Despite being the favoured holiday destination of no less a figure than Charles Dickens, Broadstairs never aimed to compete with either the much-vaunted gentility of Ramsgate or the mass appeal of Margate. In 1831 the teenage diarist Emily Shore recorded her mother's obvious disappointment at the lack of social amenities and for most of the century it kept out less elegant tourists by the simple expedient of ‘failing to provide facilities which would attract them – no public amusements or music halls. Just a small circulating library with old-fashioned assembly room attached, calculated to attract a steady flow of quiet respectable visitors.’ One journalist commented with patronising approval in 1864 that ‘Broadstairs is a quaint old place, and its inhabitants are still very primitive.’
Sensation author Mary Braddon visited in 1878, but for the sake of her children’s health rather than any excitement the town had on offer. It is very much the Victorian matron rather than the aider and abetter of Lady Audley who writes about the 'need of strengthening breezes' as a reason for the trip.
An 1885 volume on 'How We Did Without Lodgings at the Seaside charts the successful efforts of a family in straitened circumstances to fend for themselves in a rented house in Broadstairs, a feat which the writer claims would have been impossible in a more fashionable resort such as Brighton. Unlike the overtly snooty Folkestone, Broadstairs might almost have welcomed this appraisal. Certainly guides to the town were far from resenting Dickens for his picture of 'Our Watering Place' as having 'been left somewhat high and dry. by the tide of years.'
The 1880 ‘seaside number’ of Bow Bells Novelettes did its best to liven up the holiday market with ‘The Beauty of Broadstairs’, a story about a beautiful actress, an attempted murder, a stolen will and a tearful reunion. Meanwhile the Assembly Rooms had changed little since since the 1850s, when Dickens's affectionate satire:
Sometimes, a misguided wanderer of a Ventriloquist, or an Infant Phenomenon, or a Juggler, or somebody with an Orrery that is several stars behind the time, takes the place for a night, and issues bills with the name of his last town lined out, and the name of ours ignominiously written in, but you may be sure this never happens twice to the same unfortunate person.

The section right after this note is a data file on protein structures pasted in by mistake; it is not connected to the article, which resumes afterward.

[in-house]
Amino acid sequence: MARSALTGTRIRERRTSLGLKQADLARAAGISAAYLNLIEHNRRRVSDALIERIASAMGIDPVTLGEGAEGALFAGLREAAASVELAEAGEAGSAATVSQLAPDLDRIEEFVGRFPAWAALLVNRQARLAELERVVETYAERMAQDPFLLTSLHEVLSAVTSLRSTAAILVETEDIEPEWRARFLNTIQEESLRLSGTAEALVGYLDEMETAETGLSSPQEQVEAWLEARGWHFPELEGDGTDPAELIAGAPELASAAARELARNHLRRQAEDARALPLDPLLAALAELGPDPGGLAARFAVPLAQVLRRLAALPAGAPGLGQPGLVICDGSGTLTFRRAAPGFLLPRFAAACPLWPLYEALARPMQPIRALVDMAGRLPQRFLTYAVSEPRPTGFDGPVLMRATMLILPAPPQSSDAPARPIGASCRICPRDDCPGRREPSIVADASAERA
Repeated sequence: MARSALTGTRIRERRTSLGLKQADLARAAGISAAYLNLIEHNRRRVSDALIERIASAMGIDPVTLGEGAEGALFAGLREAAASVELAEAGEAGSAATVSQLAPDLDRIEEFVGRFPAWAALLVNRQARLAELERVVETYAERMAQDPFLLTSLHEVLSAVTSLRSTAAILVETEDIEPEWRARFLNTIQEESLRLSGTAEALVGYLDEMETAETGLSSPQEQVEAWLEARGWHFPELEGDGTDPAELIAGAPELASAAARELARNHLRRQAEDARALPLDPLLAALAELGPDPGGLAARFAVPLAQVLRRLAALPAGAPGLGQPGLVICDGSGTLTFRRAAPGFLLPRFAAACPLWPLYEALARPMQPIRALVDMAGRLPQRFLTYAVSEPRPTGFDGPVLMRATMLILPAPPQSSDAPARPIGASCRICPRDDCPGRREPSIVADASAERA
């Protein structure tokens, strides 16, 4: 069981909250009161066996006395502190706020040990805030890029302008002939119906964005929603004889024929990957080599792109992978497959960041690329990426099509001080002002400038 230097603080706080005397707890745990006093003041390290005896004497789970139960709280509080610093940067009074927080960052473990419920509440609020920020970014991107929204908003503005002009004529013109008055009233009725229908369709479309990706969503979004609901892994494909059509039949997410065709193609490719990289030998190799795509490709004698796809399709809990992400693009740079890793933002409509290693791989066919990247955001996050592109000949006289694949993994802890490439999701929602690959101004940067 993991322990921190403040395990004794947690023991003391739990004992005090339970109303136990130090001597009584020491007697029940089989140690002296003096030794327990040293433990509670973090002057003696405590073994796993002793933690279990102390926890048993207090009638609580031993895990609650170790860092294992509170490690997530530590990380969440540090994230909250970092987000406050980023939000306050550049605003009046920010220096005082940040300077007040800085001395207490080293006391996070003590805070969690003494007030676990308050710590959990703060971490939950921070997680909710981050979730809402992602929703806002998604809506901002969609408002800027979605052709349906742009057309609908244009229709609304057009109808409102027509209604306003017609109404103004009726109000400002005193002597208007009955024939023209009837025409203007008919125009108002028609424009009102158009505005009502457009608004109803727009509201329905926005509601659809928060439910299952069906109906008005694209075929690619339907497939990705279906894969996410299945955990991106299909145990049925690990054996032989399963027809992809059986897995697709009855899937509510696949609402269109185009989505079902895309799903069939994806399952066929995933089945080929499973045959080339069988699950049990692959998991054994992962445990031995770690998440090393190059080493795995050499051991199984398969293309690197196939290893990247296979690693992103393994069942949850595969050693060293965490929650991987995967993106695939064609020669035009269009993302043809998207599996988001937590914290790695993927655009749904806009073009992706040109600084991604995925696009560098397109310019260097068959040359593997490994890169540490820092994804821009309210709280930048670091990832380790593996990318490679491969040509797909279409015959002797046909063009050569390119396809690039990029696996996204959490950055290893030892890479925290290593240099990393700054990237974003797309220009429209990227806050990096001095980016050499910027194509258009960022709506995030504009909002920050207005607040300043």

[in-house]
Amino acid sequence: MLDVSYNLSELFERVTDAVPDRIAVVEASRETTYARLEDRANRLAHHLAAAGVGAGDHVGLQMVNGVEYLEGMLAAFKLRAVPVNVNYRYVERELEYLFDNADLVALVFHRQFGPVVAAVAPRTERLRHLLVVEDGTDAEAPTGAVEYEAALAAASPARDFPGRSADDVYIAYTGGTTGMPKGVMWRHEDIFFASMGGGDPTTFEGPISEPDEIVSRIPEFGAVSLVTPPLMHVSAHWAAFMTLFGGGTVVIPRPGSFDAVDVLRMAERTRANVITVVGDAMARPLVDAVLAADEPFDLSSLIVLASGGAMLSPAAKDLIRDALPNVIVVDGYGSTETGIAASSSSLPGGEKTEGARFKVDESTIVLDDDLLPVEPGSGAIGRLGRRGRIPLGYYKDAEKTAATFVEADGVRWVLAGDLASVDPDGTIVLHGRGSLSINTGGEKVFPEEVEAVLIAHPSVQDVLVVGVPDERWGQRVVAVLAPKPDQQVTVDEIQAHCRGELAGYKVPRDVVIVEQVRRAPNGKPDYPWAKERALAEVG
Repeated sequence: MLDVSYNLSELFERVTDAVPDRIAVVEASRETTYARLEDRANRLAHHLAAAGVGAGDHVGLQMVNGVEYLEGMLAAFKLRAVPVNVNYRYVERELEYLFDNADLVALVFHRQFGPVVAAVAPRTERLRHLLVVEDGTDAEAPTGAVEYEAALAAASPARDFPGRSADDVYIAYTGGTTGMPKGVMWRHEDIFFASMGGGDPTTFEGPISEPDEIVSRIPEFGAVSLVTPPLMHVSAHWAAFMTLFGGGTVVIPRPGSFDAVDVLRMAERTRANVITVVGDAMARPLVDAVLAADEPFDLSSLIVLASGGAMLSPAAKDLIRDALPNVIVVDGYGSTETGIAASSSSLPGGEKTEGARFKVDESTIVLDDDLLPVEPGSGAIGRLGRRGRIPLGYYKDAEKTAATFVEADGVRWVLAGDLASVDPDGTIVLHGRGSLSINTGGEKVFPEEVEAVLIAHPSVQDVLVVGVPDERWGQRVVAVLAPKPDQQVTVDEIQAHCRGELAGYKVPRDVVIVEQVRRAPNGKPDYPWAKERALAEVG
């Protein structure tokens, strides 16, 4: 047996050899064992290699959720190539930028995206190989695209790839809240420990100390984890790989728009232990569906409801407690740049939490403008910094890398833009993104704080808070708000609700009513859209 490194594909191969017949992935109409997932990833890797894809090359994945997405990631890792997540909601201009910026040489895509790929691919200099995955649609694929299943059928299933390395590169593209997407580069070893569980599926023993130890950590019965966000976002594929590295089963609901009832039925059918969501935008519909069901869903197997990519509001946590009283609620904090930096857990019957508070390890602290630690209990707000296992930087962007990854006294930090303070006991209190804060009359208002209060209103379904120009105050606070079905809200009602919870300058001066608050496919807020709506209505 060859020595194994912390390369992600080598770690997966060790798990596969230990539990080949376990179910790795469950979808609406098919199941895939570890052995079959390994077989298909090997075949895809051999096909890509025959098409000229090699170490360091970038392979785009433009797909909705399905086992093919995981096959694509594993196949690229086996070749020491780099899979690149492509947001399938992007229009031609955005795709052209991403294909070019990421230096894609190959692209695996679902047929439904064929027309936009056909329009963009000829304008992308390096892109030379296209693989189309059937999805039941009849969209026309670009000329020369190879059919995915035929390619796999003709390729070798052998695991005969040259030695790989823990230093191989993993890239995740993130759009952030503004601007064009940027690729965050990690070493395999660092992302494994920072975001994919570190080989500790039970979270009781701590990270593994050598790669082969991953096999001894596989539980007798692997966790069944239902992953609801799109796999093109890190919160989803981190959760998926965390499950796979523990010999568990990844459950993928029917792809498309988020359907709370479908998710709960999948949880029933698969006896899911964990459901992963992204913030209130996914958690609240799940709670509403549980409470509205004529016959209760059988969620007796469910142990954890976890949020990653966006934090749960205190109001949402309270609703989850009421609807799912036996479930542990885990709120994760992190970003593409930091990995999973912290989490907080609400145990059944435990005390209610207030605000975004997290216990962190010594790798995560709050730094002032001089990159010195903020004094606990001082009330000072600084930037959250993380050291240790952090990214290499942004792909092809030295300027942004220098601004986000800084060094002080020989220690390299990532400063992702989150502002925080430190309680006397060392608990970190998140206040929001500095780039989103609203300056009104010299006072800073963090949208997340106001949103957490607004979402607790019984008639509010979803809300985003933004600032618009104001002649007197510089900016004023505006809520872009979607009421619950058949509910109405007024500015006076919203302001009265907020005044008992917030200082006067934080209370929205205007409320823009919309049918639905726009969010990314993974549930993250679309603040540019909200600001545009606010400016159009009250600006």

The Assembly Rooms were still providing accessible entertainment such as conjuring and thought reading in the last decades of the century. George and Weedon Grossmiths' Charles Pooter – who is understandably wary of Margate - expects his family to be safe in Broadstairs at least. It is somehow typical of the enterprising Lupin that even in this drowsiest of seaside resorts he quickly discovers the appearance of Polly Presswell, ‘England’s Particular Spark’.
But overall the image of the town remained decorous even in the tempestuous 1890s. Israel Zangwill captured the mood perfectly in a comic account of:
a jolly old waterman, who paddles about apparently to pick up exhausted bathers. One morning as I was swimming past his boat he warned me back. “Any danger?” I asked. “Ladies,” he replied, ambiguously enough. It thus transpired that his function is to preserve a scientific frontier between the sexes.’
The next year in 1897 the Broadstairs Pier and Harbour Commissioners complained that bye laws were being flagrantly disregarded and that one man bathing only in a ‘clout’ (a loosely tied piece of cloth) had been approached by an official, ‘whereupon the gentleman’s wife told her husband to knock him down for meddling’. The meeting noted that ‘while mixed bathing might be favoured at a place like Margate’ (which it was not, incidentally) ’they wanted to keep Broadstairs select’.
Feeling active? You may want to try this Turner and Dickens walk
Dicks, John. The Beauty of Broadstairs. Bow Bells Novelettes. Seaside number (82). Vol iv. August 1880. 113-28.
Grandfield, Yvette F. ‘The development of the seaside resort and the striving for 'social tone', 1850-1899, with a particular examination of Margate and Folkestone : dissertation submitted in part fulfilment of the requirements for the degree of Master of Arts of the University of Kent at Canterbury’. (1994).
Grossmith, George and Weedon. The Diary of a Nobody. First published 1892.
Unattributed. 'How We Did Without Lodgings at the Seaside, Saved Our Money and Doubled Our Pleasure'. By the author of How We Managed Without Servants. [Reprint] London: Griffith, Farran, Okeden & Welsh, 1885.
Oulton, Carolyn W. de la L. Oulton. Down from London: Seaside Reading in the Railway Age. Liverpool: Liverpool University Press, 2022. Unattributed. ‘Shrove Tuesday at Broadstairs’. Penny Illustrated Weekly News. February 1864. 566. British Newspaper Archive.